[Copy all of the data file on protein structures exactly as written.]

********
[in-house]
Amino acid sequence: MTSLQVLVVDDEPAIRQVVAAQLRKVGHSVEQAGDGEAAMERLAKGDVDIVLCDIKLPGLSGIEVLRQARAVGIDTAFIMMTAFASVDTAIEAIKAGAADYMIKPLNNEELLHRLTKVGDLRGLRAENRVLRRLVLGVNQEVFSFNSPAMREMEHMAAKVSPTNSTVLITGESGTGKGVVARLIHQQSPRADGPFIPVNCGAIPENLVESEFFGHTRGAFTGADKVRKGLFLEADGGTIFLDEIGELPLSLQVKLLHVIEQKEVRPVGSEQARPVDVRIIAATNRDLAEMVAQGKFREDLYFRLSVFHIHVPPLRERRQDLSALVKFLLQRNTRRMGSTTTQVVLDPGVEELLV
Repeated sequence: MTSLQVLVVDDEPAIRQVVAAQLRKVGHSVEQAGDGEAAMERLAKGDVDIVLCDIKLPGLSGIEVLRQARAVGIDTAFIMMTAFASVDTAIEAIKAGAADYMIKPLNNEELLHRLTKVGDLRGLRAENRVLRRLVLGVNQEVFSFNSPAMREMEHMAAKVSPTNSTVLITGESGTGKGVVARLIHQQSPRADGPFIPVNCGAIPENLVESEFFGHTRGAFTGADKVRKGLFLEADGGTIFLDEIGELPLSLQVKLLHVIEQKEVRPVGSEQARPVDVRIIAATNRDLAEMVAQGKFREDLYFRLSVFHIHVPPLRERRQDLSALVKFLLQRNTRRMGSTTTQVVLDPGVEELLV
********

[in-house]
Amino acid sequence: MTSLQVLVVDDEPAIRQVVAAQLRKVGHSVEQAGDGEAAMERLAKGDVDIVLCDIKLPGLSGIEVLRQARAVGIDTAFIMMTAFASVDTAIEAIKAGAADYMIKPLNNEELLHRLTKVGDLRGLRAENRVLRRLVLGVNQEVFSFNSPAMREMEHMAAKVSPTNSTVLITGESGTGKGVVARLIHQQSPRADGPFIPVNCGAIPENLVESEFFGHTRGAFTGADKVRKGLFLEADGGTIFLDEIGELPLSLQVKLLHVIEQKEVRPVGSEQARPVDVRIIAATNRDLAEMVAQGKFREDLYFRLSVFHIHVPPLRERRQDLSALVKFLLQRNTRRMGSTTTQVVLDPGVEELLV
Repeated sequence: MTSLQVLVVDDEPAIRQVVAAQLRKVGHSVEQAGDGEAAMERLAKGDVDIVLCDIKLPGLSGIEVLRQARAVGIDTAFIMMTAFASVDTAIEAIKAGAADYMIKPLNNEELLHRLTKVGDLRGLRAENRVLRRLVLGVNQEVFSFNSPAMREMEHMAAKVSPTNSTVLITGESGTGKGVVARLIHQQSPRADGPFIPVNCGAIPENLVESEFFGHTRGAFTGADKVRKGLFLEADGGTIFLDEIGELPLSLQVKLLHVIEQKEVRPVGSEQARPVDVRIIAATNRDLAEMVAQGKFREDLYFRLSVFHIHVPPLRERRQDLSALVKFLLQRNTRRMGSTTTQVVLDPGVEELLV